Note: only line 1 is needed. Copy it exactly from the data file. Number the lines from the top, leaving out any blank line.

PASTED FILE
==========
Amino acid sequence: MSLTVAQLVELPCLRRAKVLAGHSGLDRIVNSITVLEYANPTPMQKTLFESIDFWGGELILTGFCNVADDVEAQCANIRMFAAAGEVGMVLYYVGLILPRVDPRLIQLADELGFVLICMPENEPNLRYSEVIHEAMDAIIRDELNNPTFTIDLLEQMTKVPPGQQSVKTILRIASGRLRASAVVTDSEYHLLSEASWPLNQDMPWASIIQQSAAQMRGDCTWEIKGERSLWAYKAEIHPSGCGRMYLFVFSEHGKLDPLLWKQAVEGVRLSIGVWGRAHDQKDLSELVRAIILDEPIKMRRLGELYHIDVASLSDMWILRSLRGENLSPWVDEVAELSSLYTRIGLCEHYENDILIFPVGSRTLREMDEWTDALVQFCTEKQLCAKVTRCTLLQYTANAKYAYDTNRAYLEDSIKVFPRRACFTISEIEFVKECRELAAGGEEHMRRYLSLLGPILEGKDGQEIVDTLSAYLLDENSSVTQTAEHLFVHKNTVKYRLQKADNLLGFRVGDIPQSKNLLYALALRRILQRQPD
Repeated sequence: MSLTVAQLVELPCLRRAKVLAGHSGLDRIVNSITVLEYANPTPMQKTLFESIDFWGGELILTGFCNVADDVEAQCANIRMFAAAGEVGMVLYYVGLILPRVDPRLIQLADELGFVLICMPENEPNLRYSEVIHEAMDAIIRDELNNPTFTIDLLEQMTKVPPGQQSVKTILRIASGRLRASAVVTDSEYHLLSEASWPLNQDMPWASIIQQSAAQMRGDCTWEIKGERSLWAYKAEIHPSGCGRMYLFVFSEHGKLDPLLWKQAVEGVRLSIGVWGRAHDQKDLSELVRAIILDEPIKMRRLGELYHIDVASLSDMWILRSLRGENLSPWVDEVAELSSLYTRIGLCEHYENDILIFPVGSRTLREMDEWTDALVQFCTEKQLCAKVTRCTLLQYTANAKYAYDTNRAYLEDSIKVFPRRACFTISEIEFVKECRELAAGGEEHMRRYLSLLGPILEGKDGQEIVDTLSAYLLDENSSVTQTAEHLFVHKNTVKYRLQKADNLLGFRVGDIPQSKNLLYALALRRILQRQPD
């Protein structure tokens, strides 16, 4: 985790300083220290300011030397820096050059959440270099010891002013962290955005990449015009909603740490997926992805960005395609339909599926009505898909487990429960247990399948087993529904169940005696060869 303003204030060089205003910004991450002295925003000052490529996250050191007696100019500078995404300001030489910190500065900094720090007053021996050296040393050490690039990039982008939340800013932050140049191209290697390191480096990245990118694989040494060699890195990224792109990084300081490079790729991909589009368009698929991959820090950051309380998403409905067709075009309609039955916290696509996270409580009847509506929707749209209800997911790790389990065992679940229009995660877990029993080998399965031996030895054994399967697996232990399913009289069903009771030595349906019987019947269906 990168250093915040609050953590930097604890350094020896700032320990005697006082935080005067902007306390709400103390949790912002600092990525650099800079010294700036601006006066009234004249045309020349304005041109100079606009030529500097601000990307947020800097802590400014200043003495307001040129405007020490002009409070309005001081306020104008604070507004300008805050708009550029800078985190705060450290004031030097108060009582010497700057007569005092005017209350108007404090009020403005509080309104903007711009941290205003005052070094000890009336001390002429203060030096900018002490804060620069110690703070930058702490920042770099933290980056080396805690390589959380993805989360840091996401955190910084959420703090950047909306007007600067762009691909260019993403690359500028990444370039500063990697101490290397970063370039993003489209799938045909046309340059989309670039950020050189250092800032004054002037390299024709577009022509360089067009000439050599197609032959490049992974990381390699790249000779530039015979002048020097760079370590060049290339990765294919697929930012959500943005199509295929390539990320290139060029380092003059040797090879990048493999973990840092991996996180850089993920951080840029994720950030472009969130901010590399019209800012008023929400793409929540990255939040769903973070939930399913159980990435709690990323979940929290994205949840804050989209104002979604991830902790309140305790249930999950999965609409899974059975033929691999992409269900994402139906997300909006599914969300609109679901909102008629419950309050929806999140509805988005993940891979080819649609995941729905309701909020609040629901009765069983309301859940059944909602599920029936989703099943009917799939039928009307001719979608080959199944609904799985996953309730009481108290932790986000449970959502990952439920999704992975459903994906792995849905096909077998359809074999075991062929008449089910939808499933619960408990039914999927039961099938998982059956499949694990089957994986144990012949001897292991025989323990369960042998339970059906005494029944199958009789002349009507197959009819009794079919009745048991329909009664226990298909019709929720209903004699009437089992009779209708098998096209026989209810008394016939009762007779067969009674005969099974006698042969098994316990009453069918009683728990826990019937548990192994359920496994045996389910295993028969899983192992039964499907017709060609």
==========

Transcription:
Amino acid sequence: MSLTVAQLVELPCLRRAKVLAGHSGLDRIVNSITVLEYANPTPMQKTLFESIDFWGGELILTGFCNVADDVEAQCANIRMFAAAGEVGMVLYYVGLILPRVDPRLIQLADELGFVLICMPENEPNLRYSEVIHEAMDAIIRDELNNPTFTIDLLEQMTKVPPGQQSVKTILRIASGRLRASAVVTDSEYHLLSEASWPLNQDMPWASIIQQSAAQMRGDCTWEIKGERSLWAYKAEIHPSGCGRMYLFVFSEHGKLDPLLWKQAVEGVRLSIGVWGRAHDQKDLSELVRAIILDEPIKMRRLGELYHIDVASLSDMWILRSLRGENLSPWVDEVAELSSLYTRIGLCEHYENDILIFPVGSRTLREMDEWTDALVQFCTEKQLCAKVTRCTLLQYTANAKYAYDTNRAYLEDSIKVFPRRACFTISEIEFVKECRELAAGGEEHMRRYLSLLGPILEGKDGQEIVDTLSAYLLDENSSVTQTAEHLFVHKNTVKYRLQKADNLLGFRVGDIPQSKNLLYALALRRILQRQPD